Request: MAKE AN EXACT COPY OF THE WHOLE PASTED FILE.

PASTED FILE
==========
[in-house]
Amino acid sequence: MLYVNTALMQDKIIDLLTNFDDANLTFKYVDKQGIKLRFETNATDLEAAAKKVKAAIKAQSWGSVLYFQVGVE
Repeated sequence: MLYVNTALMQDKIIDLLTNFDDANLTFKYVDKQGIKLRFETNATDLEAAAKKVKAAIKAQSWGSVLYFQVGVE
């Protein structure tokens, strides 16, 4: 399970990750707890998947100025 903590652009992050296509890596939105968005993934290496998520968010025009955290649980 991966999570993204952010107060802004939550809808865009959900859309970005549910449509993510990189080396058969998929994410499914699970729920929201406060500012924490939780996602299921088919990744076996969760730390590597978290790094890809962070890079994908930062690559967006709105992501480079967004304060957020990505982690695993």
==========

[in-house]
Amino acid sequence: MLYVNTALMQDKIIDLLTNFDDANLTFKYVDKQGIKLRFETNATDLEAAAKKVKAAIKAQSWGSVLYFQVGVE
Repeated sequence: MLYVNTALMQDKIIDLLTNFDDANLTFKYVDKQGIKLRFETNATDLEAAAKKVKAAIKAQSWGSVLYFQVGVE
């Protein structure tokens, strides 16, 4: 399970990750707890998947100025 903590652009992050296509890596939105968005993934290496998520968010025009955290649980 991966999570993204952010107060802004939550809808865009959900859309970005549910449509993510990189080396058969998929994410499914699970729920929201406060500012924490939780996602299921088919990744076996969760730390590597978290790094890809962070890079994908930062690559967006709105992501480079967004304060957020990505982690695993």